What could be more relevant to Black History month than a famous Black Dentist? And what could be more relevant to dentists than golf. Enter George Franklin Grant, the Harvard trained African American dentist who invented the modern wooden golf tee. Previously, there had been other objects and methods for teeing up a golf ball, but it took Grant to patent the forerunner of the modern golf tee.
Born in Oswego, New York in 1847, he entered Harvard’s School of Dental Medicine in 1868 and graduated in 1870. He was one of the first two graduates of Harvard University’s dental program .He later became Harvard’s first African American professor . He was a dedicated dentist, and patented a prosthetic device for cleft palate that was internationally recognized. He was also involved in dental organizations, as a founding member Harvard’s Odontological Society, and as president of the Harvard Dental Alumni Association.
We don’t really know if Grant was an avid golfer. Golf was not nearly as popular, or egalitarian back at the turn of the last century. But then Grant was not one to be held back Grant’s patent, issued on December 12, 1899 for an improved golf tee was a vast improvement over the mounds of sand previously used. If you have ever hit a ball in sand , you know how messy that can be, not mention if the wind is kicking up. So we offer our gratitude and humbly honor the man who helped modernize golf. I just wonder though, were golfers better at getting out of sand traps prior to his invention?
Sculpture by Otto Freundlich on the cover of “Entartete Kunst.”
Many dentists are creative and have an artistic inclination. Some become so successful, they leave the field of dentistry to pursue their artistic talents. Some give their lives for their craft. One such tragic case is of Otto Freundlich. Born in Germany in 1878, Freundlich studied dentistry only to head off to pursue art in Paris in 1908. Later, one of his most famous works, a sculpture called “Der Neue Mensch” (“The New Man”) was used on the cover of the Nazi exhibition program called “Entartete Kunst”- “Degenerate Art.” The exhibition which ran from July to November in 1937 was intended to ridicule and denigrate modern artists, and particularly Jewish artists. The exhibition became heavily attended much to the dismay of the Nazis, who hoped the populace would embrace the Great German Art Exhibition instead. But the German people liked the modern art art more than the boring traditional German art. Hitler was outraged. Freundlich was eventually arrested by the Nazi’s and murdered in Majdanek Concentration Camp in 1943.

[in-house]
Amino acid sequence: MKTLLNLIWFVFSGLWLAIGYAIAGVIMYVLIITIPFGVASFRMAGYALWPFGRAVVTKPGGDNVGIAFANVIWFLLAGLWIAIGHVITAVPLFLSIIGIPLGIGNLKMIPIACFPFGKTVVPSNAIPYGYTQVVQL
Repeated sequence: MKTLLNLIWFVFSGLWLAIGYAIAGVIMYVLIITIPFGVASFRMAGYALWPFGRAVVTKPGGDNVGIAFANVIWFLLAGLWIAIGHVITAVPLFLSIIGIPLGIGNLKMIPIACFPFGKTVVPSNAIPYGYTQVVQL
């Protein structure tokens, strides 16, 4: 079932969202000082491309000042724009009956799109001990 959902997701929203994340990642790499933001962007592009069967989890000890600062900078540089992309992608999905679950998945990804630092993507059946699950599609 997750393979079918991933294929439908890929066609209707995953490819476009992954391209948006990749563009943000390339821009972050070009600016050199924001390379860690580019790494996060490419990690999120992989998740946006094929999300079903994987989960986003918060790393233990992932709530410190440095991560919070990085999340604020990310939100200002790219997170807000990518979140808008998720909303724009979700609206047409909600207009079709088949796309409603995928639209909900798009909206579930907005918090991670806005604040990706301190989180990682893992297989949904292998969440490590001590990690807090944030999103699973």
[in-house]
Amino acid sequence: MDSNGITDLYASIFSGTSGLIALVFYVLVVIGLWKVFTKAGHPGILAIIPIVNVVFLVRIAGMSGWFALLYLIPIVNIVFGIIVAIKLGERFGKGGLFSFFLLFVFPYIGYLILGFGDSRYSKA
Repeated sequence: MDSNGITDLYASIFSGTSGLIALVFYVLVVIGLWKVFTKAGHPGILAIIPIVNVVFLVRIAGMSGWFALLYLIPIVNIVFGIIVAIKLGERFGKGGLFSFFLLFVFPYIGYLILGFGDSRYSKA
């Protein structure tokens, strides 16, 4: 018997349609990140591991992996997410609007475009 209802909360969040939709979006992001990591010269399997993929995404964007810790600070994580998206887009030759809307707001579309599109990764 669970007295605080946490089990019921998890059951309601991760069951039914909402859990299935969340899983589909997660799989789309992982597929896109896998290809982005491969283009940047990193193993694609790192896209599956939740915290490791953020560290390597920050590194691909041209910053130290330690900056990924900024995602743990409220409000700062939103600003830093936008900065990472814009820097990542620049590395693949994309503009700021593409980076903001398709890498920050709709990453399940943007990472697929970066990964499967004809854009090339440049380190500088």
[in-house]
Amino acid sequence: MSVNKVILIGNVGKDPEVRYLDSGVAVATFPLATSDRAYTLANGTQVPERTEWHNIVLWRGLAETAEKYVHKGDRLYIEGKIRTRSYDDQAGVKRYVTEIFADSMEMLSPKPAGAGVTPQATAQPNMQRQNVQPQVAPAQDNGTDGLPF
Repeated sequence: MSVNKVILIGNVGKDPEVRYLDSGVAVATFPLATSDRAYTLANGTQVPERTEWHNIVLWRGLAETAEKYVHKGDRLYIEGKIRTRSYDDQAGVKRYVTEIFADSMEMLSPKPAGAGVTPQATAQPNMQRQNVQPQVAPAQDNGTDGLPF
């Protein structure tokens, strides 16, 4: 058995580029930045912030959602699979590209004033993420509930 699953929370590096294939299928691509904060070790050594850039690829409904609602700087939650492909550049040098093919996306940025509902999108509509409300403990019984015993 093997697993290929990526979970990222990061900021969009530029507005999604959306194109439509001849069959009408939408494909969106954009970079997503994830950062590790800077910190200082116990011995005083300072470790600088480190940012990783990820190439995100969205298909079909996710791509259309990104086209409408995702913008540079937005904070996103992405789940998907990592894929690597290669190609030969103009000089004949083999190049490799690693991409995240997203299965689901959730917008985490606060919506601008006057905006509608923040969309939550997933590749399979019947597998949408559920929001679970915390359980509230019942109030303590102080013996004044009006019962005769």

Perhaps the most notorious figure of the Nazi concentration camps during WWII was Dr. Josef Mengele. Accused of experimenting on young twins (one would serve as the control for his experiments), he experimented, mutilated, murdered and dissected countless victims in Auschwitz, almost all without anesthesia. He was also responsible for the selection process when the Jewish refugees unloaded on the train platform at Auschwitz upon their arrival from all over Europe. His wave of the arm could mean life or death in the selection process. He was also a member of the team of doctors responsible for supervising the administration of Zyklon B, the gas that was used to kill people in the gas chambers at Auschwitz- Birkenau. He was sadistic and unempathetic. He became one of the most sought after war criminals after he was able to escape to South America when WWII ended. He changed his name and residences frequently, but was tracked by Nazi hunters. He was known to be buried under the name “Wolfgang Gerhard” by his host family, the Bosserts in Sao Paulo, after a drowning incident. With the aid of dental records, Mengele’s death was finally corroborated in 1985 by the efforts of Stephen Daschi, US Consul in Brazil.
This part of the story is little known. Daschi discovered Mengele, then using the pseudonym Pedro Hochbichler, had visited Dr. Hercy Gonzaga Gama Angelo in the suburb of Sao Paulo, Brazil for a root canal in 1978. Dr. Angelo provided Daschi with the name of the referring dentist, Dr. Kasumasa Tutiya, who provided dental radiographs (X-rays). The body of Mengele had been found previously though extensive tracking, and was then corroborated with the eye witnesses to the man and his teeth by the dentist!